2.  Complete the Financial Management course.  Remember doing the credit counseling before bankruptcy?  Well, this is part two of that.  You can go back to the same provider, or someone different.  You can pick someone who is trying to help you gain some financial stability, or you can pick the fastest and cheapest option.  You can do it as soon as your case is filed–you don’t have to wait until after the Meeting of Creditors to do it.  But, you MUST have it completed within 45 days after the Meeting of Creditors, so don’t procrastinate.

3.  Reaffirmation Agreements.  If you have secured debts, like car loans, you may want to protect your rights to retain the collateral by reaffirming the debt.  Most of the time (at least with major commercial lenders) you or your attorney will receive a proposed agreement soon after the case is filed.  If there are debts that you want to reaffirm, and you haven’t heard from them by the time of your Meeting of Creditors, your attorney may send them a formal offer to reaffirm.  Whether you should or should not reaffirm, and what happens either way, is beyond the scope of this article.  Suffice it to say that reaffirmation are one of the last decisions you will have to make about your debt after your case is filed.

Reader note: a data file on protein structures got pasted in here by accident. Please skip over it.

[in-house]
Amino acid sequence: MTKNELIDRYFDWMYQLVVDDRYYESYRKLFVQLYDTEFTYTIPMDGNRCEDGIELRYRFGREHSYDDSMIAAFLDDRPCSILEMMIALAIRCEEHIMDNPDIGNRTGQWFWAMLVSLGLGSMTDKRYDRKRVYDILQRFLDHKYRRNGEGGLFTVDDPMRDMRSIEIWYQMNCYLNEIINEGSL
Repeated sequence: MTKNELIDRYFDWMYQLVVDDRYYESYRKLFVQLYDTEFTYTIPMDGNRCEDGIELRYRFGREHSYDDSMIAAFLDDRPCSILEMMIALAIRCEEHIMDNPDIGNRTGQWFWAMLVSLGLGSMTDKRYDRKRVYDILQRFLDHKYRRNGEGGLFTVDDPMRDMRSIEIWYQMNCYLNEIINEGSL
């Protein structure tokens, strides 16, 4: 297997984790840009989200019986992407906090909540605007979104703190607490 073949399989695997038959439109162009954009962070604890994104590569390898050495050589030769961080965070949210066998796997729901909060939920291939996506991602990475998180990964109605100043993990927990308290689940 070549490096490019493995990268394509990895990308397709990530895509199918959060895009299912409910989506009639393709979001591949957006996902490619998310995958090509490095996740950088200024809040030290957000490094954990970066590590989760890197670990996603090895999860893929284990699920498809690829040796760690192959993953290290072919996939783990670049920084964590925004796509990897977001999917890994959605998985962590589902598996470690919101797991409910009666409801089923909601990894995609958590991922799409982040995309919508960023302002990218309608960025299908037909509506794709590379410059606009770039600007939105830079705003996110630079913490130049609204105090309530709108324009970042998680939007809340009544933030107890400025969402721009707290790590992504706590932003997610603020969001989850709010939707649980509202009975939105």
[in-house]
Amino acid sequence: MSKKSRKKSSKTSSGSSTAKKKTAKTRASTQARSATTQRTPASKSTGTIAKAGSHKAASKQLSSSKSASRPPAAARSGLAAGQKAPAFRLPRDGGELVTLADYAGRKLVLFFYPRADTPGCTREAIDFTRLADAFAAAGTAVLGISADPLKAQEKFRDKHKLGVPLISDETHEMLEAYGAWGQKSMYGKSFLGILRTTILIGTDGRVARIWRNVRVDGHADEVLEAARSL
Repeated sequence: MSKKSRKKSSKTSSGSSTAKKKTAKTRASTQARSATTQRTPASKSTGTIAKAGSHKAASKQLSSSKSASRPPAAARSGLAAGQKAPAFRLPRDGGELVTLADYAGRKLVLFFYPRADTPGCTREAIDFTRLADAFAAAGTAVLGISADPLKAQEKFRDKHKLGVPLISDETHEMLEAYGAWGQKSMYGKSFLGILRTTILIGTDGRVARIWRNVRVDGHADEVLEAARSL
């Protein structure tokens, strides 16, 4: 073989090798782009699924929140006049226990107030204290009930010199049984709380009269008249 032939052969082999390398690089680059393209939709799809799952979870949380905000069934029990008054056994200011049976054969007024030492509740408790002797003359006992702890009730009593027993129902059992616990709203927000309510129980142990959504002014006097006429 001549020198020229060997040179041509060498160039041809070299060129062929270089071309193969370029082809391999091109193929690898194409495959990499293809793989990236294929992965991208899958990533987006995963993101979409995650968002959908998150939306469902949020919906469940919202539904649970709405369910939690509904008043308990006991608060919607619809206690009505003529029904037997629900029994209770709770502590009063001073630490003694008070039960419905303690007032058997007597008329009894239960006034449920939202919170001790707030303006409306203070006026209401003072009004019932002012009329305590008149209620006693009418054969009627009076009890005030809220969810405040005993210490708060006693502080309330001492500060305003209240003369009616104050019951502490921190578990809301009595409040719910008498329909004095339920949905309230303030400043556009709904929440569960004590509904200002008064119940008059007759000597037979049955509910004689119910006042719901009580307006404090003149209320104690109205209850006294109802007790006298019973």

4.  Wait for the Court’s deadline to pass to receive your discharge.  When you file a Chapter 7 bankruptcy, your creditors have a short period of time within which they can file an objection to your discharge, or ask the court to except certain debts from discharge.  The circumstances that give rise to such objections are rare, and most people don’t have to worry about that, but everyone has to wait until a deadline passes (usually 45 days after the meeting of creditors), for  the issuance of an order of discharge.  In the vast majority of Chapter 7 cases, the case is closed at the same time.  From start to finish, most cases take between five and six months.